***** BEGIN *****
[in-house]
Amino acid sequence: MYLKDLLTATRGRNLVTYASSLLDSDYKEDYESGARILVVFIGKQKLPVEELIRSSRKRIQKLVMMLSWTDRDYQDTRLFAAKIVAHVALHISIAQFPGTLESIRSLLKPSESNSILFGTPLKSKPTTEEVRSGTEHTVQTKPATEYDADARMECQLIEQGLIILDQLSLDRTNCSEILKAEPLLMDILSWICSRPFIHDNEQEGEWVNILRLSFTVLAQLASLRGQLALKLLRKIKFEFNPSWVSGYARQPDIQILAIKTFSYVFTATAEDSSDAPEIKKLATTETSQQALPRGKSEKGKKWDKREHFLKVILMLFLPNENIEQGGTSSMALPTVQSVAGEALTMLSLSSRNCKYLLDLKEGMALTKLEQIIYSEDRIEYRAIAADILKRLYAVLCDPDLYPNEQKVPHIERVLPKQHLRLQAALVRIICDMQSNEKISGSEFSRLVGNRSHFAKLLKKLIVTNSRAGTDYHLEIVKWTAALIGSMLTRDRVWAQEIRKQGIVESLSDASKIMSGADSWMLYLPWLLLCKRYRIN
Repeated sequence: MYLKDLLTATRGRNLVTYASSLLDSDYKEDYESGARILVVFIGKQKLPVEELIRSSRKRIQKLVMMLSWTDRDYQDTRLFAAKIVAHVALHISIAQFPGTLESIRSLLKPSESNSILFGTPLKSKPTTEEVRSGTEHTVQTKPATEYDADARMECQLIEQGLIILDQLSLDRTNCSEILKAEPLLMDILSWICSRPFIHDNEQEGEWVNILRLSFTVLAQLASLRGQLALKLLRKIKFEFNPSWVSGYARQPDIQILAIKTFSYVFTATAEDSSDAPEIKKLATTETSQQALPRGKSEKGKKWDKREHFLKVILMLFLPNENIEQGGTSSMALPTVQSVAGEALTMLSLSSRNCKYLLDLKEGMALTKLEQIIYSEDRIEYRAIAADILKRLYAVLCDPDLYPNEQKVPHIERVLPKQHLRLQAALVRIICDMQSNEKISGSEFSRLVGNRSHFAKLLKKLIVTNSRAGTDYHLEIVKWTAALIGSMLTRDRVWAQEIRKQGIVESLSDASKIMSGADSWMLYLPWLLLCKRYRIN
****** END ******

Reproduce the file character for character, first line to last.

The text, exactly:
[in-house]
Amino acid sequence: MYLKDLLTATRGRNLVTYASSLLDSDYKEDYESGARILVVFIGKQKLPVEELIRSSRKRIQKLVMMLSWTDRDYQDTRLFAAKIVAHVALHISIAQFPGTLESIRSLLKPSESNSILFGTPLKSKPTTEEVRSGTEHTVQTKPATEYDADARMECQLIEQGLIILDQLSLDRTNCSEILKAEPLLMDILSWICSRPFIHDNEQEGEWVNILRLSFTVLAQLASLRGQLALKLLRKIKFEFNPSWVSGYARQPDIQILAIKTFSYVFTATAEDSSDAPEIKKLATTETSQQALPRGKSEKGKKWDKREHFLKVILMLFLPNENIEQGGTSSMALPTVQSVAGEALTMLSLSSRNCKYLLDLKEGMALTKLEQIIYSEDRIEYRAIAADILKRLYAVLCDPDLYPNEQKVPHIERVLPKQHLRLQAALVRIICDMQSNEKISGSEFSRLVGNRSHFAKLLKKLIVTNSRAGTDYHLEIVKWTAALIGSMLTRDRVWAQEIRKQGIVESLSDASKIMSGADSWMLYLPWLLLCKRYRIN
Repeated sequence: MYLKDLLTATRGRNLVTYASSLLDSDYKEDYESGARILVVFIGKQKLPVEELIRSSRKRIQKLVMMLSWTDRDYQDTRLFAAKIVAHVALHISIAQFPGTLESIRSLLKPSESNSILFGTPLKSKPTTEEVRSGTEHTVQTKPATEYDADARMECQLIEQGLIILDQLSLDRTNCSEILKAEPLLMDILSWICSRPFIHDNEQEGEWVNILRLSFTVLAQLASLRGQLALKLLRKIKFEFNPSWVSGYARQPDIQILAIKTFSYVFTATAEDSSDAPEIKKLATTETSQQALPRGKSEKGKKWDKREHFLKVILMLFLPNENIEQGGTSSMALPTVQSVAGEALTMLSLSSRNCKYLLDLKEGMALTKLEQIIYSEDRIEYRAIAADILKRLYAVLCDPDLYPNEQKVPHIERVLPKQHLRLQAALVRIICDMQSNEKISGSEFSRLVGNRSHFAKLLKKLIVTNSRAGTDYHLEIVKWTAALIGSMLTRDRVWAQEIRKQGIVESLSDASKIMSGADSWMLYLPWLLLCKRYRIN